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Greenberg (2010): Examining Noah Baumbach’s Average Protagonist

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Noah Baumbach, with his recent Academy-nominated film Marriage Story, has finally put a stop to the dissatisfying comparisons his work has always been subjected to with that of Woody Allen. I mean, I certainly hope so. It’s mostly the interruptions and the running dialogues that made people compare the two anyway, and I personally never liked the smell of it. Baumbach’s work has a very particular quality of grappling with realism, or what one can loosely call ‘slice of life’, at his own terms and with constant hits and trials. His 2010 film Greenberg is a perfect example of this ‘experimental’ realism that I associate him with above.

Related Read to Greenberg (2010): Every Noah Baumbach Film Ranked

Starring Ben Stiller as Roger Greenberg, the film revolves around the ‘loser’, just-out-of-a-mental-breakdown Roger who arrives back to his hometown LA to housesit for his rich and successful brother. Here, he meets his lost past in the form of his ex-bandmates and an ex-girlfriend who comprise a world he can no longer find a place in. His growing interest in Florence(Greta Gerwig), his brother’s personal assistant, is a matter of constant conflict for him too; his self-awareness and the lack of it, both making appearances on his not-dates with her.




When Baumbach introduces the world of Greenberg to us, there’s something very impersonal about it. One cannot decide exactly why yet, but there’s definitely something missing that usually makes us predict what the character would do when a situation occurs. By the time Roger has been to the barbecue party, where we see him face-to-face with his past, we’re stunned because we still can’t figure out what he will do next.

Greenberg

It’s not a thriller, the audience isn’t holding their breath, but it’s impossible to look away because while Roger is doing things that make sense for him to do, like making out with Florence at her place after having asked her out on a drink, the way it all unfolds reminds you of the awkward flirting that you might have witnessed that one time between two friends you aren’t particularly close to. There’s nothing sensual about it- no slow music, no light change, no close ups, no ‘sounds’ coming from the characters or their actions. The shot is still wide when Roger eats out Florence who’s lying there half naked, babbling about something in her own awkwardness. We, as an audience, are not in on the way they’re experiencing each other, or this moment.




This distance that the audience is kept at, comes time and again throughout the film. Rarely are we given access to the lives of these characters as insiders, or even friends. One of the rare examples is the brilliant tracking shot of Roger alone at the pool, as he tries to swim in his brother’s pool and almost drowns. We’re mostly outsiders, left to figure out these people by what they say and what they do around people that they themselves feel disconnected with most of the time.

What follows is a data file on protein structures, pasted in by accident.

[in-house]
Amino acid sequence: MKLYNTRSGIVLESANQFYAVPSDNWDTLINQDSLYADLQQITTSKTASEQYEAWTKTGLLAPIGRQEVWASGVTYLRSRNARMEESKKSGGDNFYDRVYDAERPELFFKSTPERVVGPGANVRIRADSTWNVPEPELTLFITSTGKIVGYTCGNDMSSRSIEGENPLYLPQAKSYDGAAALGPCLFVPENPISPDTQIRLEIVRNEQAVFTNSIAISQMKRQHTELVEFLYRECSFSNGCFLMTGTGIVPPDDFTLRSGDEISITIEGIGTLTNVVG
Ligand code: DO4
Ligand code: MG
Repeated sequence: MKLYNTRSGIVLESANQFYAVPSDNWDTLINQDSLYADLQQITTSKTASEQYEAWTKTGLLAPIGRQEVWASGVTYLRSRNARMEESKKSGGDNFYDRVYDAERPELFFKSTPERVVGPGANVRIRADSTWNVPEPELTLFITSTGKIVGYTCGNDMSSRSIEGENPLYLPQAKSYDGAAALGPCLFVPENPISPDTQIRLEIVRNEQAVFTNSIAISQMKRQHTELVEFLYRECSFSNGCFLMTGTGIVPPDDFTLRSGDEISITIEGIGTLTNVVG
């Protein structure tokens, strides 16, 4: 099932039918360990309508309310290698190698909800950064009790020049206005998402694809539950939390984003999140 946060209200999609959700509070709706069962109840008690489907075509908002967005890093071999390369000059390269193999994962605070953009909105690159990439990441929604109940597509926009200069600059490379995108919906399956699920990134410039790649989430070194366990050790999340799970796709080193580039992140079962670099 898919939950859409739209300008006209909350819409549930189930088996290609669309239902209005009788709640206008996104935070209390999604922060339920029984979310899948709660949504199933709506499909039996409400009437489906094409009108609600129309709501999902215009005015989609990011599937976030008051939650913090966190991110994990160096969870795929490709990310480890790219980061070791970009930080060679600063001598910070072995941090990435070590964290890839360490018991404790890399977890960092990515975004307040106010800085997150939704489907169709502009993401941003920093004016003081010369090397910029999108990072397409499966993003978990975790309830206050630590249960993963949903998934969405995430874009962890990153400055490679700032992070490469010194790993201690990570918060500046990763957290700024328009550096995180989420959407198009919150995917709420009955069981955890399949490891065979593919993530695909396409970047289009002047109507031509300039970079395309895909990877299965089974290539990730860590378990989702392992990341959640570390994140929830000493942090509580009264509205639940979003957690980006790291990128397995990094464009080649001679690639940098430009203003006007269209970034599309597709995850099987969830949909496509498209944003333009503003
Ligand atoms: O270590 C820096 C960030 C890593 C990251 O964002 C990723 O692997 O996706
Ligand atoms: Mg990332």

Also Read: Frances Ha (2012): An Old School Tale of Modern Love

The awkwardness with which we’re witnessing the story does not undermine our investment into the characters though. It intrigues by provoking us to figure out what the motivations and interests of these characters are; how they actually feel, especially Roger. So that when Roger stares at Florence smiling as she sings, and her friend talks about how sexy she looks up on the stage, you can’t help but believe them even though all you can see is an awkward, stiff Greta singing into the mike with an almost nervous expression on her face. You believe them because you know that they meant it when they said it, that from their subjective position Florence did look sexy. It’s like Baumbach is creating a subjectivity, one that the viewer can see as existing, yet have no access to. They can only acknowledge it and figure out what next.




Greenberg is thus an intriguing study in realism and construction of subjective awkwardness; one that forces the viewer to get perspective on their own. It shows what attraction and pain look like when you watch something from outside, with the lack of color and music that personal feelings provide.

Author: Mansi Arora

Greenberg (2010) Links: IMDb, Wikipedia

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